e-collar

The shocking truth about shock collars

One of the many quick fix products to modify a dog’s behavior is the electronic shock collar. Rather than seeking the cause of an unwanted behavior, this cruel solution induces painful electronic shocks to your dog to correct his actions.

While almost all training schools have shifted towards reward-based training and positive reinforcement techniques, some trainers and dog owners still promote shock collars for obedience training and as an effective method for dealing with behavioral problems.

Banned in several countries

The dog training shock collar is even banned in several countries and its usage protested by many animal activist groups. Sold under other names, such as e-collar and remote collar, manufacturers now try to avoid using the word “shock” because of its negative connotations.

Misleading marketing

Shock collars are often marketed as the most effective dog training products. Although this is not all that far from the truth — as, in most cases, they will indeed eliminate unwanted behavior — this does not mean that using a dog training shock collar is a safe or recommend training method. Shock collars can be very effective when used by individuals who have had proper training and want to modify the behavior of particularly stubborn dogs. This however does not mean that they are suitable for all dogs and the shock collars should most definitely not be considered as the only way to train difficult dogs.

Slight discomfort or shocking pain?

One of the most common lies told by retailers and advocates of the shock collar is that it does not cause pain, but rather induces a slight discomfort and not a painful shock. While the force of a shock collar is often compared to exercise equipment, electric fences, and other electrical items, the truth of the matter is that it does cause pain, if only for a brief second.

Risks

Dog shock collars pose a risk when used by anyone, even experienced trainers, as it is impossible to know how much pain the dog is experiencing. Untrained individuals using shock collars, especially when testing one on a dog for the first time, are at risk of inflicting a significant amount of pain on their pet. Setting the collar too high can cause the dog to yelp, panic, or cower in fear, and, in the case of a bark correction collar, this only results in another shock.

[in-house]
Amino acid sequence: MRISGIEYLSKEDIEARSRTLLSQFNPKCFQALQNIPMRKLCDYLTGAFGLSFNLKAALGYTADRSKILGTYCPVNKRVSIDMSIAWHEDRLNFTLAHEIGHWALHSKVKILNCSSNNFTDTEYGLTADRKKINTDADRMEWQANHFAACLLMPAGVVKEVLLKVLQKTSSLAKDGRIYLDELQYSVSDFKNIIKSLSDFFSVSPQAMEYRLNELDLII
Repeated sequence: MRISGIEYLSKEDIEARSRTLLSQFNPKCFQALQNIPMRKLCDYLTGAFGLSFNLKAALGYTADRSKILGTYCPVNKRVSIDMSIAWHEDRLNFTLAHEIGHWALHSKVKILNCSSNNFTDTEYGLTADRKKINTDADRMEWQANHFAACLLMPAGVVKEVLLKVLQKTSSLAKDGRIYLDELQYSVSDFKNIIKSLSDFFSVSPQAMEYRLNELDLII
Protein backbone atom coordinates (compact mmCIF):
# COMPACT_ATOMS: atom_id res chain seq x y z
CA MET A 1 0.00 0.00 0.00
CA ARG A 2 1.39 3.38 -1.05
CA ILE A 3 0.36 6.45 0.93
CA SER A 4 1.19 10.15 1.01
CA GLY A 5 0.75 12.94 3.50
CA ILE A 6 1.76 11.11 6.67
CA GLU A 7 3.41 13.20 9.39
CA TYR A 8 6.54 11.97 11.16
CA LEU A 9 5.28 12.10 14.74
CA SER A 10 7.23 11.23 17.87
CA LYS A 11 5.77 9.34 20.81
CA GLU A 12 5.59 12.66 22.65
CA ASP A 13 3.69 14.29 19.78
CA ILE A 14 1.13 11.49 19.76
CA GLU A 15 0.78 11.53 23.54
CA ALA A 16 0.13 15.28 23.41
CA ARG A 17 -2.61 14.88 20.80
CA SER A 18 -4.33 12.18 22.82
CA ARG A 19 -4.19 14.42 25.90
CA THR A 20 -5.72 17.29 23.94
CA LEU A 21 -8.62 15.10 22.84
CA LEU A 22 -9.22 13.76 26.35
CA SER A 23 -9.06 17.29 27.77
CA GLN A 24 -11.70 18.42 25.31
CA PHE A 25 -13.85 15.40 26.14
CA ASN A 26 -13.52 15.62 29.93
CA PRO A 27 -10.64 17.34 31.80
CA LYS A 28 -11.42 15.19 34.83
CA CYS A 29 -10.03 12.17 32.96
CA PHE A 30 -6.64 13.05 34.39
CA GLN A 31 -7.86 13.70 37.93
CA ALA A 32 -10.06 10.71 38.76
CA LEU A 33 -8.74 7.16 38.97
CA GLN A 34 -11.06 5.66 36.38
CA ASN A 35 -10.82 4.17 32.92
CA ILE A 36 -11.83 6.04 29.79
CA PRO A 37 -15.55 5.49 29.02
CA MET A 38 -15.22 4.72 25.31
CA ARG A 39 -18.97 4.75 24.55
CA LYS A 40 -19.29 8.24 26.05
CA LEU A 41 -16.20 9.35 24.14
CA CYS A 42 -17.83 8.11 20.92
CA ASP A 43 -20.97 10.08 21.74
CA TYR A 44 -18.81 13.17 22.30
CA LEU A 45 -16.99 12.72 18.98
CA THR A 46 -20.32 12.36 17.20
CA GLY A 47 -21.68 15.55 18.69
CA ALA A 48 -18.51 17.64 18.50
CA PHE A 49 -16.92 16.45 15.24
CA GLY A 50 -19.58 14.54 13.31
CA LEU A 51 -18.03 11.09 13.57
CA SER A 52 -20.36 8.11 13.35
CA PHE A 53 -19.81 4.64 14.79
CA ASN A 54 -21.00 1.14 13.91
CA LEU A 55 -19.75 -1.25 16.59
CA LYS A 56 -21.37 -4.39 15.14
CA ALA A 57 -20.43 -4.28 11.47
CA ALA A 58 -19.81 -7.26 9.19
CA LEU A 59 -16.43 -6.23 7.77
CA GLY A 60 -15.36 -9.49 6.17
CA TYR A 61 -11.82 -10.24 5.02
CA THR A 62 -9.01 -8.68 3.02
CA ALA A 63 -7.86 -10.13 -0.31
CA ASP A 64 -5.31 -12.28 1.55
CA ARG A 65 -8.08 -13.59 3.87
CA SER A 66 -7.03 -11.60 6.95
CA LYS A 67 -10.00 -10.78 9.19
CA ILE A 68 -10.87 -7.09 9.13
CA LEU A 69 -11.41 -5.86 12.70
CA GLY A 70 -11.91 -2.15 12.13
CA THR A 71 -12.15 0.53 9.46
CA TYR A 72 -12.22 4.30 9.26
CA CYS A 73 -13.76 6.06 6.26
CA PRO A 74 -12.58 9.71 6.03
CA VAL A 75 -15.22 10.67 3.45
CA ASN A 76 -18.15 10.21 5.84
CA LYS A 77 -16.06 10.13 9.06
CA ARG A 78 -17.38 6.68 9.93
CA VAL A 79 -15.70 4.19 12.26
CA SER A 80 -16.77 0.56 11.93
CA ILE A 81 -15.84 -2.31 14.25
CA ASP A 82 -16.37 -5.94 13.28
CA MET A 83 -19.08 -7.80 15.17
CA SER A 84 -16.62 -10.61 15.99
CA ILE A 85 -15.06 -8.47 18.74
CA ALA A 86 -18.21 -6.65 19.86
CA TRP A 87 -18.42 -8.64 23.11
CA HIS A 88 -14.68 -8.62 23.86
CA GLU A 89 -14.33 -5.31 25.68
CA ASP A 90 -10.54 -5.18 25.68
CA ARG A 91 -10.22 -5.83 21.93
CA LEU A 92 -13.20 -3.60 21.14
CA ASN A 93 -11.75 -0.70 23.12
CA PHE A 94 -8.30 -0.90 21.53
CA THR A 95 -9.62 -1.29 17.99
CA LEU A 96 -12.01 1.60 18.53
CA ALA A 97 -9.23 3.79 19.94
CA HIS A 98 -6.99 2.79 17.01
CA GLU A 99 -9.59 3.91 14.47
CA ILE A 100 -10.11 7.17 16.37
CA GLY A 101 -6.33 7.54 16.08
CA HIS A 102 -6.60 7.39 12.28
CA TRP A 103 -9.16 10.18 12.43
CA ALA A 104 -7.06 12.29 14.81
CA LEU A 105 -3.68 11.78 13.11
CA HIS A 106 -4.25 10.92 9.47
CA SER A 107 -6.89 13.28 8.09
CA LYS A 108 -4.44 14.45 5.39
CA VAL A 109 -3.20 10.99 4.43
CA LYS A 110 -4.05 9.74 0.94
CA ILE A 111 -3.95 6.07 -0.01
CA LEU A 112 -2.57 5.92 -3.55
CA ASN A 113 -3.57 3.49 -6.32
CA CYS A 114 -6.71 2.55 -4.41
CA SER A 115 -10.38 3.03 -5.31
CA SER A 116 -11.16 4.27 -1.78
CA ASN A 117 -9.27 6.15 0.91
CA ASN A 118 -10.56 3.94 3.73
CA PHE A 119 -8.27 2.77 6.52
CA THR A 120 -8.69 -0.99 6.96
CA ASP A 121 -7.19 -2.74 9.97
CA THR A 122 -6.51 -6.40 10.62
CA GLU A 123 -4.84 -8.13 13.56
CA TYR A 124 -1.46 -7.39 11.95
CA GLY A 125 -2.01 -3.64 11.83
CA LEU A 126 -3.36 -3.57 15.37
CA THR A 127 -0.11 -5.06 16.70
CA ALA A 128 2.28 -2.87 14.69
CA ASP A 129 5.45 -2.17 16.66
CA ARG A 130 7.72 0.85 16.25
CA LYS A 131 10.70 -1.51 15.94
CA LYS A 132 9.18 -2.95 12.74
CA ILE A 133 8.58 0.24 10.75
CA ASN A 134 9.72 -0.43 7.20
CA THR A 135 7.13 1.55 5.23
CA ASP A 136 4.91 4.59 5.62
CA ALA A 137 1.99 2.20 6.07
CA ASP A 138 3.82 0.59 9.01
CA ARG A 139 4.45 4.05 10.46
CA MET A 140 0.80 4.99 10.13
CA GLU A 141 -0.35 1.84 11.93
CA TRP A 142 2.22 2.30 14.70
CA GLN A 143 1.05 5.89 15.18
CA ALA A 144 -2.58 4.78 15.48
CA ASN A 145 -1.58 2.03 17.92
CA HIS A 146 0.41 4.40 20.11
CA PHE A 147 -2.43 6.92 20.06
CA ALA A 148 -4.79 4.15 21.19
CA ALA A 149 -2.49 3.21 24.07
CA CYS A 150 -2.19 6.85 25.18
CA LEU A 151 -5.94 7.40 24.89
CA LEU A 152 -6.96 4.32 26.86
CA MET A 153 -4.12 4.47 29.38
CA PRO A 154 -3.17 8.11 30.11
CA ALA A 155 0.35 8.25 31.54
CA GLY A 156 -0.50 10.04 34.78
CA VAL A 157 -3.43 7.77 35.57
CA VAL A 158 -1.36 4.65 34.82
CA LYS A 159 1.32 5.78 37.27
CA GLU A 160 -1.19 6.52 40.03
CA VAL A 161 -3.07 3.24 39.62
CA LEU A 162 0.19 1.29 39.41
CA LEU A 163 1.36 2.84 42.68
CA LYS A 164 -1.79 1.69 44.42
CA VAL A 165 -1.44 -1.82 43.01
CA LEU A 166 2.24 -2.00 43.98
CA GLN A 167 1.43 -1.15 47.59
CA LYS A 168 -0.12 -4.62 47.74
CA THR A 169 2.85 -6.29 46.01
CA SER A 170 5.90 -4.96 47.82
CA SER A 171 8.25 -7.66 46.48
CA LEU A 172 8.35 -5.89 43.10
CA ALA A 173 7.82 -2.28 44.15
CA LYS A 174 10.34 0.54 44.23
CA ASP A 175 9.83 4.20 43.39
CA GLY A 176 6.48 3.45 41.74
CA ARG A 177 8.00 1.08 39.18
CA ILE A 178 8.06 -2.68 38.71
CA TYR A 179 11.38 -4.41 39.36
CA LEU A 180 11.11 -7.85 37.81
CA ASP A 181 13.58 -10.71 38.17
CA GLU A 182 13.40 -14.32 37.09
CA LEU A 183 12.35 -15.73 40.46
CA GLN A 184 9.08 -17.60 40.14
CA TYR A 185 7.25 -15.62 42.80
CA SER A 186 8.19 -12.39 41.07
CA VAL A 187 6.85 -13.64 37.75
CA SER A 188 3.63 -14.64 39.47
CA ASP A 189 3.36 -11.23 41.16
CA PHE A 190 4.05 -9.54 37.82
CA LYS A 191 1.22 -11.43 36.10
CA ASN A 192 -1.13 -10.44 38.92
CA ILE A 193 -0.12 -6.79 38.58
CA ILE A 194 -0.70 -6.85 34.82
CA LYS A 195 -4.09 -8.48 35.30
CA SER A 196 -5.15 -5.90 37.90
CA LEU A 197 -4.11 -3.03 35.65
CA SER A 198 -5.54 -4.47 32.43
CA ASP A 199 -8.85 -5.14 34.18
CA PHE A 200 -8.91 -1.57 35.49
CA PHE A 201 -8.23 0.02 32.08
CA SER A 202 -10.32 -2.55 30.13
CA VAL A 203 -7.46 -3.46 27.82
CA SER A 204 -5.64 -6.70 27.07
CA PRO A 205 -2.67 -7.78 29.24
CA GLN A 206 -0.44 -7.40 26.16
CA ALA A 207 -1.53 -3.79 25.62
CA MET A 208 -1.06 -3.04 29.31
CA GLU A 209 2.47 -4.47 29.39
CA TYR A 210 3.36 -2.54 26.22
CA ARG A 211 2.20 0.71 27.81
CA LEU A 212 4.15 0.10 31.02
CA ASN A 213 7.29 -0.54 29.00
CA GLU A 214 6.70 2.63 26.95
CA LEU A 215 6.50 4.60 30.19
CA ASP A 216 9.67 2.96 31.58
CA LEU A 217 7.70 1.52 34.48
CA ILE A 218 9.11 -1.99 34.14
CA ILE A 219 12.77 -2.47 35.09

Side effects

Simply wearing the collar can cause discomfort when it is used for long periods of time, and not only when the recommended usage time is exceeded. A common side effect is friction sores caused by the metal probes rubbing away to the skin. If these sores become infected, they can spread across the entire neck.

Another concern about using the collars is that if shocks are mistimed, the dog will not understand what behavior he is being punished for and may thus associate the pain with something else, hereby becoming fearful of a feature in his environment, of a person nearby, or even of the location where he is being trained. He may not relate the shock to anything at all, simply believing it to be a random occurrence, which can result in stress, confusion, and generalized anxiety.

Shock collars pose an even great health risk with young puppies, toy breeds, or rescue dogs, as these dogs are particularly likely to experience physical and psychological trauma.

Safe electronic dog collars

There are safe electronic dog collars available however which have a vibration or tone feature that warns the dog that an electronic impulse will follow if she does not correct her behavior. This type of remote barking collar can even disable the shock feature of the collar, so that the harmful shocks are eliminated.